The Photography Of Dennis Welsh: Lifestyle In Motion

“Whether the client is advertising a travel destination or a product, such as clothing or sports apparel, I strive to set up the shoot with talent that’s the best fit for the ad,” lifestyle photographer Dennis Welsh proclaims. “That’s what makes the shot and the client’s message believable. That’s what sells it to potential customers. For instance, if I’m shooting for a ski company or a ski resort, I want to find skiers who can easily do what I want them to do. That conveys a sense of truth and honesty. If you start with skiers who are not convincing, you start with a deficit. In that case, you have to do the best you can with what you’ve got. If I’ve got great talent and a great location, a lot of things are already working in my favor.”


Client: Cabela’s
The outdoor apparel was the message in this ad. “I wanted to come up with an image that looked like these were clothes the guy actually wore, so I washed them several times. As we were heading back to the dock, the model directed my attention to the sky behind me. So we spun the boat around several times, while I continued shooting, disregarding the water spray that kept hitting me and the camera (Canon 1D Mark IV with 17mm lens). The expression on the model’s face reflects the fun he was having.” (Art Director: Bruce Brosnan.)
All Photos © Dennis Welsh

So how does Dennis Welsh find talent? “If I’m looking for lifestyle models, we’ll typically work with agencies. If we’re specifically looking for athletes, we’ll turn to agencies specializing in that type of talent, or I’ll draw on people I know who can recommend the kind of talent we need.”

Client: “The New York Times”
This image was shot off the coast of Maine for a travel piece on what it’s like to cruise on a genuine old schooner. “This shot was fun to create, because I mounted a Canon with 14mm lens to an old monopod, and then hung over the side of the boat with this rig, with the camera nearly hitting the water.” Because of the frigid water conditions, they could only do one take. Dennis Welsh enlisted one of the guests to fire the remote motor-driven camera on his signal, just prior to the start of the dive. (Photo Editor: Karen Cetinkaya.)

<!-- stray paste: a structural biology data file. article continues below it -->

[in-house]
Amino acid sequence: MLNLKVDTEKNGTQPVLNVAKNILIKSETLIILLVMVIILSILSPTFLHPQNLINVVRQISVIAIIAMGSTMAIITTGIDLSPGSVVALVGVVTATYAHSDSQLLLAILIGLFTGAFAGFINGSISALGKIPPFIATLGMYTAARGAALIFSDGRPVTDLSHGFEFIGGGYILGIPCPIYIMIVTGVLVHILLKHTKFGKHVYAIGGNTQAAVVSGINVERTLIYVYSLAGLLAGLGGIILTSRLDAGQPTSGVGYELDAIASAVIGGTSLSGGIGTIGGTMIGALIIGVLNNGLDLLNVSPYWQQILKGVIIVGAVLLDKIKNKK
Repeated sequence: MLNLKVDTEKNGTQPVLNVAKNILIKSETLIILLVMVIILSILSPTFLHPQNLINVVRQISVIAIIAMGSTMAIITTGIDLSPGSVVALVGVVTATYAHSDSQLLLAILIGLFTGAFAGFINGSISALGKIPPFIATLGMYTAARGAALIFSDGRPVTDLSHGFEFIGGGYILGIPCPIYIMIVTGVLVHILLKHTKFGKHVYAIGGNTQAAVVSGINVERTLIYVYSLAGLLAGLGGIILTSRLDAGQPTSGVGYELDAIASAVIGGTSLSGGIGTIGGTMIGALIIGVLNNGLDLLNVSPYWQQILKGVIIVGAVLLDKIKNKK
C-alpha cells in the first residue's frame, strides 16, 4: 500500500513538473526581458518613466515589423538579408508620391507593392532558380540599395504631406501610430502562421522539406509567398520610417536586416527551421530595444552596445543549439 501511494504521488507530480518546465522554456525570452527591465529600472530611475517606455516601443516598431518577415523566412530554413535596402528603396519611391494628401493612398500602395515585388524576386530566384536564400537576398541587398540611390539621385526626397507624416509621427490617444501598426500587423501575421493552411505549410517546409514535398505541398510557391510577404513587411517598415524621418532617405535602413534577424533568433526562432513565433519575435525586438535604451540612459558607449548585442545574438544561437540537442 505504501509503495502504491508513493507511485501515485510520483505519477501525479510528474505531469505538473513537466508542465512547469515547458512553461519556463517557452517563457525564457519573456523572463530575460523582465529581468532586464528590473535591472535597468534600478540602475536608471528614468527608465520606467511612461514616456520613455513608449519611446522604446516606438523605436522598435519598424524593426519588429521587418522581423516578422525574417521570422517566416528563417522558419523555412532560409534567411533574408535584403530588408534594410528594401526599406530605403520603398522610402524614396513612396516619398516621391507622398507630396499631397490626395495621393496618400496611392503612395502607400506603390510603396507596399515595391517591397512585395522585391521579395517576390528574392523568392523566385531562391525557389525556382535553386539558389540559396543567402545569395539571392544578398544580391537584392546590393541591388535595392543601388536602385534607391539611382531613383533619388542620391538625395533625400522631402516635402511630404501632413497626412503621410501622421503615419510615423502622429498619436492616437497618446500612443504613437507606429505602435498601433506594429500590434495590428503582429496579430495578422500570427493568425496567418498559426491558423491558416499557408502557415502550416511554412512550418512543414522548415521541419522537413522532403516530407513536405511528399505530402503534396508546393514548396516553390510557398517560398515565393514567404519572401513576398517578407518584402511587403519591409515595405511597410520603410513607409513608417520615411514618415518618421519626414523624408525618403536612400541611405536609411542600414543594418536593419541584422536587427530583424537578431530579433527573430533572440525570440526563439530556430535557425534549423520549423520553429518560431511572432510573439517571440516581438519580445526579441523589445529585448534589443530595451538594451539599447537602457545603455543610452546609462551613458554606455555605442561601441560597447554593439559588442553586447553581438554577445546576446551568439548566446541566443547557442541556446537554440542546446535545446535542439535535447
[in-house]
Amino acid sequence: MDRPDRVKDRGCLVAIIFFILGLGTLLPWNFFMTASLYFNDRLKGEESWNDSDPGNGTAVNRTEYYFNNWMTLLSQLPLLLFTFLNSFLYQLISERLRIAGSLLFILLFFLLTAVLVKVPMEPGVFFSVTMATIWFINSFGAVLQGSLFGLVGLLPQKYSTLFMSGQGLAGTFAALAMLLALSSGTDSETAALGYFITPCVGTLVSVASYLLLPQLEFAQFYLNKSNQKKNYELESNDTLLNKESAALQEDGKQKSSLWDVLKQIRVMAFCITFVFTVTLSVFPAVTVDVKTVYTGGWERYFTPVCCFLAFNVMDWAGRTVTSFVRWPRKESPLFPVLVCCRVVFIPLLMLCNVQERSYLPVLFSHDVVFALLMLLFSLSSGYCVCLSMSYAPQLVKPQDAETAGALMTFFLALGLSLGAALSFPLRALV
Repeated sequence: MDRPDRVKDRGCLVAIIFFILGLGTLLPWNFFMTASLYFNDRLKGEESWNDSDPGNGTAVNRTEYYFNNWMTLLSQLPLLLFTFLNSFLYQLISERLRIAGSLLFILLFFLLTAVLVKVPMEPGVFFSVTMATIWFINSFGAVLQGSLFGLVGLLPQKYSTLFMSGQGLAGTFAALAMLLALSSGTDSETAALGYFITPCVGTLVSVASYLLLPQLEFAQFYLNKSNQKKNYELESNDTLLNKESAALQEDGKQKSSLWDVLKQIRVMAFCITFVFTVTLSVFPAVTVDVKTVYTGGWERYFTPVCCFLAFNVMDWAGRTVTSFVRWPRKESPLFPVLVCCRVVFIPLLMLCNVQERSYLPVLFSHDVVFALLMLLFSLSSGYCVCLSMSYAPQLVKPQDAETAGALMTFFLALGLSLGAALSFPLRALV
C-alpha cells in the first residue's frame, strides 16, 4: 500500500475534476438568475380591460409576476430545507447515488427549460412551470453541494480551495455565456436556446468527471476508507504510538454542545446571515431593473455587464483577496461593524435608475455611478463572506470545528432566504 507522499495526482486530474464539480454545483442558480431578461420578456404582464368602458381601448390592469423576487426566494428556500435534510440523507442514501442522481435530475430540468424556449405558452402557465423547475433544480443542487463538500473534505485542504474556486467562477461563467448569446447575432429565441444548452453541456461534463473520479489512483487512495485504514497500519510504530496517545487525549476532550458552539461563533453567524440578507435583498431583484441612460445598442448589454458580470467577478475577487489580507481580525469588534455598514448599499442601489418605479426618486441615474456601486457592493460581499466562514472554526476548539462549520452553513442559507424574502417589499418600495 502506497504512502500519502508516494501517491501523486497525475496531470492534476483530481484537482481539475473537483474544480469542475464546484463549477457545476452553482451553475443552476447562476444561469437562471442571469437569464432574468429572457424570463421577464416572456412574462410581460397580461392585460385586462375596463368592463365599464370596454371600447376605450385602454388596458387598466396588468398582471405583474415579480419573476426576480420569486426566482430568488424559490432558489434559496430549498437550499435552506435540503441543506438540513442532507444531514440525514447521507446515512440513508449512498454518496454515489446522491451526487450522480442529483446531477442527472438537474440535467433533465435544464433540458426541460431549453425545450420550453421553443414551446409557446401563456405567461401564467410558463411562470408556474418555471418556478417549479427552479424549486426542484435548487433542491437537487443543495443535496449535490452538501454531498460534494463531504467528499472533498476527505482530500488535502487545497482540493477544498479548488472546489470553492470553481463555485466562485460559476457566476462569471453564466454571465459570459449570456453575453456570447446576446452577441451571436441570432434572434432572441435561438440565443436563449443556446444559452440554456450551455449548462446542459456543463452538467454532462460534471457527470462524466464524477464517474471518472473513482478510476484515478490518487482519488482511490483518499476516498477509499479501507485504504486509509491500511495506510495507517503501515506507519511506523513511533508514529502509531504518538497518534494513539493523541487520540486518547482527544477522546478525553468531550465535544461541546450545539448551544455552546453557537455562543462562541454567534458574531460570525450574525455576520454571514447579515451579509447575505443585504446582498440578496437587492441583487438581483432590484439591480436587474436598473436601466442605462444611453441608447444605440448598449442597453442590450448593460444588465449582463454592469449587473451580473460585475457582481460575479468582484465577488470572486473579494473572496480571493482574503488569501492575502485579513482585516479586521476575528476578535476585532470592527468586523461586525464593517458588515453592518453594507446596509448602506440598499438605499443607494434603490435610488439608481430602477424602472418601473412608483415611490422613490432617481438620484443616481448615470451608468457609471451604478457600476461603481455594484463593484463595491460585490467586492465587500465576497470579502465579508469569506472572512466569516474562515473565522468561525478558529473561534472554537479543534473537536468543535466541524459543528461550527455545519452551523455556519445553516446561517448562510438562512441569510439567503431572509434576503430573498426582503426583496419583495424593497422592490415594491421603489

Finding Locations
The client may suggest a theme or even a general locale, then leave it to Welsh to suggest a specific setting. Welsh will then hire a location scout who specializes in the area or the lifestyle the shoot focuses on.

For example, one client once asked him to shoot whitewater rafting—in the middle of winter. There was no place that would work in the continental United States. Considerable digging pointed Welsh toward Costa Rica. Location scouts and local rafting guides in that Central American paradise helped nail the location, and his whitewater photography experience brought him the rest of the way. The client justified the expense by adding two other shots of different subjects while there.

Client: Hind
“Each year this client wants to make a different statement with the pictures, this time mixing outdoor settings with studio shots, the latter focusing more attention on the product. In post, we drew the color out of everything except the clothing.” The lighting Welsh used was Profoto, with a beauty dish to illuminate the face. There were also a pair of strobes on the background. The camera gear involved a Phase One P 45+ back attached to a Contax body and a Zeiss 150mm lens. (Art Director: Karin Fox.)

“If we’re trying to sell a certain setting to a consumer sitting comfortably at home but surrounded by dreary weather, we need everything about this setting we’re showing him to be perfect,” Welsh emphasizes.

“If it doesn’t look right, it’s not going to be right for the shot, the client, the consumer.”

Client: “Outdoor Life” Magazine
This image was shot for a story on survivalists, on location. “Because of the gritty nature of these guys’ lives, I wanted to approach it differently, shooting black and white, with an old Graflex.” With generator and Dynalite pack in hand, Welsh lit his face with a bare head for a hard light. He later scanned the film and retouched the digital image to give the shot an even grittier feel. (Photo Editor: Justin Appenzeller.)